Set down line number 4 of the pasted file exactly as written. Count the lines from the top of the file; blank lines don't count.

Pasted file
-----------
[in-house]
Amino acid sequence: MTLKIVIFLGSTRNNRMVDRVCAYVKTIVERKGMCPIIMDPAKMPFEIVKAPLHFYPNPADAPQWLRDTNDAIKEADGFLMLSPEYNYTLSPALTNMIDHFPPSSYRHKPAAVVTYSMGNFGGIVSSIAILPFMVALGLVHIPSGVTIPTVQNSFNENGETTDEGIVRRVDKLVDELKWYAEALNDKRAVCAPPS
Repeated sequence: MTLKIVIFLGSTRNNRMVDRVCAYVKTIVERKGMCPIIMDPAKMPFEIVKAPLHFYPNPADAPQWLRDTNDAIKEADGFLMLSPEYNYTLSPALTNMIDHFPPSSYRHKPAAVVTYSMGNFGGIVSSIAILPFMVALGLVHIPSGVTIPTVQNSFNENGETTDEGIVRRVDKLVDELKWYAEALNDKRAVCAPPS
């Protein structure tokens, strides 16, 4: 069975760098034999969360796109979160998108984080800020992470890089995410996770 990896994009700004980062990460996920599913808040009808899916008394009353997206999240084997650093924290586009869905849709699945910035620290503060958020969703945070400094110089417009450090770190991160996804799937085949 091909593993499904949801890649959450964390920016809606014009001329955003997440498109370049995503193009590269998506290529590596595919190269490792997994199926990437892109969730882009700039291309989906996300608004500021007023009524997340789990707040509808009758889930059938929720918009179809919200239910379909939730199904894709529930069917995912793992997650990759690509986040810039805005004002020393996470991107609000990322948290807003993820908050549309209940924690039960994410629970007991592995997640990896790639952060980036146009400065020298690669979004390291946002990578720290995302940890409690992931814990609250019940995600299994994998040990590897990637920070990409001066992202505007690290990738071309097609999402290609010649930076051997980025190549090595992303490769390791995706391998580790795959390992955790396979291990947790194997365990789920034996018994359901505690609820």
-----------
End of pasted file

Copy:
């Protein structure tokens, strides 16, 4: 069975760098034999969360796109979160998108984080800020992470890089995410996770 990896994009700004980062990460996920599913808040009808899916008394009353997206999240084997650093924290586009869905849709699945910035620290503060958020969703945070400094110089417009450090770190991160996804799937085949 091909593993499904949801890649959450964390920016809606014009001329955003997440498109370049995503193009590269998506290529590596595919190269490792997994199926990437892109969730882009700039291309989906996300608004500021007023009524997340789990707040509808009758889930059938929720918009179809919200239910379909939730199904894709529930069917995912793992997650990759690509986040810039805005004002020393996470991107609000990322948290807003993820908050549309209940924690039960994410629970007991592995997640990896790639952060980036146009400065020298690669979004390291946002990578720290995302940890409690992931814990609250019940995600299994994998040990590897990637920070990409001066992202505007690290990738071309097609999402290609010649930076051997980025190549090595992303490769390791995706391998580790795959390992955790396979291990947790194997365990789920034996018994359901505690609820």